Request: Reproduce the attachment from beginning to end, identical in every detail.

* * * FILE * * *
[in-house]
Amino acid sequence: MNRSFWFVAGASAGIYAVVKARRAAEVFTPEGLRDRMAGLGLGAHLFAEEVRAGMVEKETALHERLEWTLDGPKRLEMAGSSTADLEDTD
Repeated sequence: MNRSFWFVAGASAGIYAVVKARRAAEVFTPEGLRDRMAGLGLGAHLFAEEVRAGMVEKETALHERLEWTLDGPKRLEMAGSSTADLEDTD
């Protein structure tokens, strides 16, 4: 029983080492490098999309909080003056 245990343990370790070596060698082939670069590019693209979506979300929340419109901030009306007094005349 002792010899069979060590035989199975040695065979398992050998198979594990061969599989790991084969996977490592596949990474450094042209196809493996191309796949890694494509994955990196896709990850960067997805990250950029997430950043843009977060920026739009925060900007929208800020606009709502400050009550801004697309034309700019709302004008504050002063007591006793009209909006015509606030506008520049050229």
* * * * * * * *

[in-house]
Amino acid sequence: MNRSFWFVAGASAGIYAVVKARRAAEVFTPEGLRDRMAGLGLGAHLFAEEVRAGMVEKETALHERLEWTLDGPKRLEMAGSSTADLEDTD
Repeated sequence: MNRSFWFVAGASAGIYAVVKARRAAEVFTPEGLRDRMAGLGLGAHLFAEEVRAGMVEKETALHERLEWTLDGPKRLEMAGSSTADLEDTD
């Protein structure tokens, strides 16, 4: 029983080492490098999309909080003056 245990343990370790070596060698082939670069590019693209979506979300929340419109901030009306007094005349 002792010899069979060590035989199975040695065979398992050998198979594990061969599989790991084969996977490592596949990474450094042209196809493996191309796949890694494509994955990196896709990850960067997805990250950029997430950043843009977060920026739009925060900007929208800020606009709502400050009550801004697309034309700019709302004008504050002063007591006793009209909006015509606030506008520049050229």